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The City Council

Popularly speaking, the City Council is the city’s ‘parliament’ and the City Executive Board is its ‘government’.

The City Council is the city’s supreme authority in terms of making decisions and allocating funds, and makes the final decision in cases, the so-called recommendations, from the City Executive Board. The City Council processes around 600 recommendations annually.


Link to more information on The City Executive Board


The City Council in Aarhus has 31 members. Every second Wednesday, meetings of the City Council are held in the City Council Hall. These meetings are open to the public.


The mayor chairs the meetings. At the beginning of a meeting, all cases on the agenda are reviewed to find out which cases can be decided ‘by the hammer’, i.e. that no members of the City Council have any comments on the case. The City Council then moves on to discussing the cases on which the members have comments. Some cases are considered behind closed doors, e.g. cases dealing with individual persons.


Permanent committees

The City of Aarhus has seven permanent committees: One committee for each municipal department, although there are, however, two committees for the Department of Social Affairs and Employment. 


Link to more information on the permanent committees


Overall strategy

The City Council considers a wide variety of cases, but one of its key tasks is to establish the overall strategy for the municipality’s activities. This work is based on the so-called Aarhus model with comprehensive citizen involvement.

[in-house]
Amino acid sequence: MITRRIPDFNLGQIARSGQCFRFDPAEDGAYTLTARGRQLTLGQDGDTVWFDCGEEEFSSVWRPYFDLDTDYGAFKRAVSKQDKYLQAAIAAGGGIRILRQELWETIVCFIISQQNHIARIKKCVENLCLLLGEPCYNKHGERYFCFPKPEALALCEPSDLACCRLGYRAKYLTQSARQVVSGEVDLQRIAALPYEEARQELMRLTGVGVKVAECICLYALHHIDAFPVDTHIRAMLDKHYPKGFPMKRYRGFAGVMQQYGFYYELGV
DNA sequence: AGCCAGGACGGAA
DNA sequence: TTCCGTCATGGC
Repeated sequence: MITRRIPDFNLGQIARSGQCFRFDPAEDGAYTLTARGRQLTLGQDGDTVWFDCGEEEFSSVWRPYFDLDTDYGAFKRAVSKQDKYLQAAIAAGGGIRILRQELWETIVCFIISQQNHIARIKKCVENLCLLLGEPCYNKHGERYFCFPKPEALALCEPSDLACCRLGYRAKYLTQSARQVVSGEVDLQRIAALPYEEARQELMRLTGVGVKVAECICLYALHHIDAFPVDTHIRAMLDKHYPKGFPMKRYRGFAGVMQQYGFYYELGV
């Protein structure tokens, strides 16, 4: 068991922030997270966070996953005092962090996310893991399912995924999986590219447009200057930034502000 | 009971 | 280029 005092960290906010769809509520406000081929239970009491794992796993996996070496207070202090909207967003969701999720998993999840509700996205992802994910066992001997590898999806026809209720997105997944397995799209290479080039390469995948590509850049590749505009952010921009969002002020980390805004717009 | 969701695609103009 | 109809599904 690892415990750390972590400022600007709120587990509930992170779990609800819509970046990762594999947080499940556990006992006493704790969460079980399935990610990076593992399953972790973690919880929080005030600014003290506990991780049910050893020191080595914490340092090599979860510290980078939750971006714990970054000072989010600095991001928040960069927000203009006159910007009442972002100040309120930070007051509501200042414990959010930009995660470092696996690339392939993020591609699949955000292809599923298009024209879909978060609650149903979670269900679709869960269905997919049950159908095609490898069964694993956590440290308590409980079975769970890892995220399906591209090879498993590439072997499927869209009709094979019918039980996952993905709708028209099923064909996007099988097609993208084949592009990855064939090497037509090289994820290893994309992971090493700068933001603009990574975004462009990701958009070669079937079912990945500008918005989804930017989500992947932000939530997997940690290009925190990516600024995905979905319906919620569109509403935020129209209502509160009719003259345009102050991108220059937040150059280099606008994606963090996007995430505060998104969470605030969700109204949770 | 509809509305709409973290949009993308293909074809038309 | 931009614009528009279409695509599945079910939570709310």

The City Council makes overall decisions within four areas:


  • The overall values for the municipality.
  • The interdepartmental policies such as integration policy, climate plan etc. In other words, often value-based decisions which apply to all activities in the municipality. These often long-term policies are continuously adjusted.
  • Sector policies and sector goals, e.g. cultural policy, which describe values and goals as well as very specific initiatives and projects. They cover a shorter period of time, often the term of office of the City Council, i.e. four years.
  • Goals for departments and institutions. These typically cover a period of one to two years and are linked to the department’s business plan. They very specifically describe what each activity area and institution must implement within the established time frame.




Opdateret: 07.8.2013

Afdeling: Mayor's Department

Send kommentar: Communication

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